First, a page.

News

HDA UK Media and Political Bulletin – 26 May 2021

Media Summary

Northern Ireland tensions are inevitable consequence of Brexit, EU chief suggests
Independent, Adam Forrest, 25 May 2021

The Independent reports that on the first day of the EU Council, the European Commission President Ursula von der Leyen said recent tensions in Northern Ireland were a consequence of Brexit.

She said: “If we see problems today we should not forget that they do not come from the protocol but they result from Brexit. That is the reason why the problems are there.”

The Northern Ireland Protocol requires new checks on goods at ports in the province, which has angered unionists who feel Northern Ireland is being separated from the rest of the UK.

While talks are continuing between the EU and the UK to resolve some Protocol issues, both the outgoing Democratic Unionist Party (DUP) leader Arlene Foster and her successor Edwin Poots have demanded it is removed.

European Commission President Ursula von der Leyen added that the Protocol was “the only possible solution” to ensure peace and stability in Northern Ireland while protecting the integrity of the EU’s single market.

“Now, it’s our common duty with the United Kingdom to do whatever we can to reduce tensions in Northern Ireland and that is why we are exploring practical solutions to help to minimise the disruptions to the everyday life in Northern Ireland.”

Industry hustling to ensure supply of recombinant vector COVID-19 vaccines
European Pharmaceutical Review, Hannah Balfour, 25 May 2021

The European Pharmaceutical Review reports that a new study has shown that pharma is working hard to combat the worldwide viral vectors shortage that could threaten the COVID-19 vaccine rollout.

The report shows that biopharmaceutical and pharmaceutical industries are experiencing shortages of viral vectors used in gene therapies and gene-modified cell therapies, as well as certain COVID-19 vaccines – namely, Vaxzevria (formerly COVID-19 Vaccine AstraZeneca) and the Janssen COVID-19 Vaccine (sometimes referred to as Johnson & Johnson’s COVID-19 Vaccine).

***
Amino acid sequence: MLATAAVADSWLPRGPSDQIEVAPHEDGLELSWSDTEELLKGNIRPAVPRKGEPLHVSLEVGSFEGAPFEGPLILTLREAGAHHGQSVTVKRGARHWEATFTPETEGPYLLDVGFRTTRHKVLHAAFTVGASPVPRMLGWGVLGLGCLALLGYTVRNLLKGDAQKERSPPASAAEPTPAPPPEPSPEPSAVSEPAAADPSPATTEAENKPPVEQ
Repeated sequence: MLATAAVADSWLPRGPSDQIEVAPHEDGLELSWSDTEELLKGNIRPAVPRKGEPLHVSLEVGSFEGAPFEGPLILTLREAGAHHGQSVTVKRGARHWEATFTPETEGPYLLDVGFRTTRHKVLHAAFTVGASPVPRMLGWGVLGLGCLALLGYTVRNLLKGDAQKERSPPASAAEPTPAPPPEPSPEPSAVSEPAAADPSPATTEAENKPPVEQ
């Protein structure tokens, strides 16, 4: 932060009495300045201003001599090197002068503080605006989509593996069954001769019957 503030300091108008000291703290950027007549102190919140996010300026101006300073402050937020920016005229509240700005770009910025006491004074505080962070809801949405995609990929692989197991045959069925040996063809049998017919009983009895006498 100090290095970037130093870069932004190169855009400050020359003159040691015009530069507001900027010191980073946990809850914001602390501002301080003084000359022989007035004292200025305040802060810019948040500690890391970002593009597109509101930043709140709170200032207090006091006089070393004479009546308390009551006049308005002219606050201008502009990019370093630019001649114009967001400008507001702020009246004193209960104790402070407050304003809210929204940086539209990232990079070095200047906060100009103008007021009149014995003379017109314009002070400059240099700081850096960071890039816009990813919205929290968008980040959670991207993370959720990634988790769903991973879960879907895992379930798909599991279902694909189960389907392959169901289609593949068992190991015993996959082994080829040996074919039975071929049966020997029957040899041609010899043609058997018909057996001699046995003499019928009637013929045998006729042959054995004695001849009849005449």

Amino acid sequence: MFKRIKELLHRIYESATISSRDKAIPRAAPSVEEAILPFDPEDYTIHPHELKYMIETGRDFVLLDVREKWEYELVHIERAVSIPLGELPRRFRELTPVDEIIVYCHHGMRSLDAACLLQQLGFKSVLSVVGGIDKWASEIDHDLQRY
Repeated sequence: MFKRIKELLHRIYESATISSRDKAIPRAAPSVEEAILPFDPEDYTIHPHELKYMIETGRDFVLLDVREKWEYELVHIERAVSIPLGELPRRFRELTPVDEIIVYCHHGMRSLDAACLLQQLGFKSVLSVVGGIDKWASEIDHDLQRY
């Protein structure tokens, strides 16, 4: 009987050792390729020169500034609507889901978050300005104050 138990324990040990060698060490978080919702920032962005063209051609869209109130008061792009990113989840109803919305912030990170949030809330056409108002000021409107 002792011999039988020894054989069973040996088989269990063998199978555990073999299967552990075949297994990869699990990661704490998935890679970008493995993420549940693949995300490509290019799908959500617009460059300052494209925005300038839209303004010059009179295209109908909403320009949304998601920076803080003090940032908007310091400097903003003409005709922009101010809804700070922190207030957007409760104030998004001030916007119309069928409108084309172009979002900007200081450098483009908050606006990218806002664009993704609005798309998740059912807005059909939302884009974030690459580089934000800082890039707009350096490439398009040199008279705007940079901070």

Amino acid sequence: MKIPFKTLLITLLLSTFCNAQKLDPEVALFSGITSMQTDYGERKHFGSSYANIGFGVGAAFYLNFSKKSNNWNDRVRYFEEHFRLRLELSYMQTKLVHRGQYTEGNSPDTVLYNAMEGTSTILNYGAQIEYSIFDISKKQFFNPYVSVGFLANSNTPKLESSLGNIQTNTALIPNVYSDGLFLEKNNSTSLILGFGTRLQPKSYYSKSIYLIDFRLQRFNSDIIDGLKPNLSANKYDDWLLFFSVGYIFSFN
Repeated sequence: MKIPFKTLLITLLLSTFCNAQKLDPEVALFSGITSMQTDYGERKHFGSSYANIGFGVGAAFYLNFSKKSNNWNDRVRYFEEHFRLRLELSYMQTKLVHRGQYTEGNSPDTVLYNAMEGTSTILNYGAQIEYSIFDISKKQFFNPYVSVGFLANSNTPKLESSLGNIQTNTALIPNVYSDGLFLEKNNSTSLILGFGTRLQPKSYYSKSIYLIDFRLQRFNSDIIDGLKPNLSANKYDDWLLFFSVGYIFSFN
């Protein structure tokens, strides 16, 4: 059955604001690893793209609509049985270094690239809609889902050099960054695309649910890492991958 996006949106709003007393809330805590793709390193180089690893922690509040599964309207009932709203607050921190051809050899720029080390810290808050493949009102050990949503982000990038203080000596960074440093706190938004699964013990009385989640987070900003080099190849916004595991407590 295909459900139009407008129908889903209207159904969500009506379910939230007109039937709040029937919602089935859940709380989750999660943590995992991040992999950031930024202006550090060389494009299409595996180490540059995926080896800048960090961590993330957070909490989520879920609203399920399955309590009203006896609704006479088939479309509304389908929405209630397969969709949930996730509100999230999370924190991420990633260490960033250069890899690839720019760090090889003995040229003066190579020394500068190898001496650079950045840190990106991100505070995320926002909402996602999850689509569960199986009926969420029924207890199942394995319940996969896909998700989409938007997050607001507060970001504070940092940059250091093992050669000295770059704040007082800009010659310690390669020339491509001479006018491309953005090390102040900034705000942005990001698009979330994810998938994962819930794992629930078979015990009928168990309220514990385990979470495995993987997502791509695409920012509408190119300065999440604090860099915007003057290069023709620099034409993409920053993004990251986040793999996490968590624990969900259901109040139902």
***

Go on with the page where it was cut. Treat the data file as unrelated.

It is understood that there are currently 14 therapies or vaccines that use a viral vector marketed in the EU, Japan, US and/or UK that could be affected.

Fiona Barry, Associate Editor of GlobalData PharmSource, commented: “We predict that this number will soar in the near future. We anticipate that over 100 more gene therapies and gene-modified cell therapies will be approved over approximately the next six years. These therapies will all need viral vectors and will exacerbate the manufacturing shortage.”

She added: “A second and more immediate stress on the viral vector supply chain is their use in some COVID-19 vaccines, specifically recombinant vector vaccines. AstraZeneca’s and Johnson & Johnson’s vaccines, as well as some COVID-19 vaccines in use in Russia and China, are of this molecule type.”

Three-quarters of pharmacies accessing RTEC
P3 Pharmacy, Pharmacy Magazine, 25 May 2021

P3 Pharmacy reports that the Pharmaceutical Services Negotiating Committee (PSNC) said over three-quarters of pharmacy organisations have now registered to access real time exemption checking.

Data from the NHS Business Services Authority show that a majority of pharmacy organisations have registered for the system, which allows pharmacies to digitally check if patients are eligible for free prescriptions on the NHS.

The PSNC said pharmacies using the RTEC system have saved their staff time and reduced their use of paper, “decreasing the risk of transmission of infection during the COVID-19 pandemic”.

This was also reported by Pharmacy Business.

 Parliamentary Coverage

Written Question – House of Lords, 12 May 2021

Lord McCrea of Magherafelt and Cookstown (Democratic Unionist Party): To ask Her Majesty’s Government what steps they are taking to address the economic impact of the Protocol on Ireland/Northern Ireland.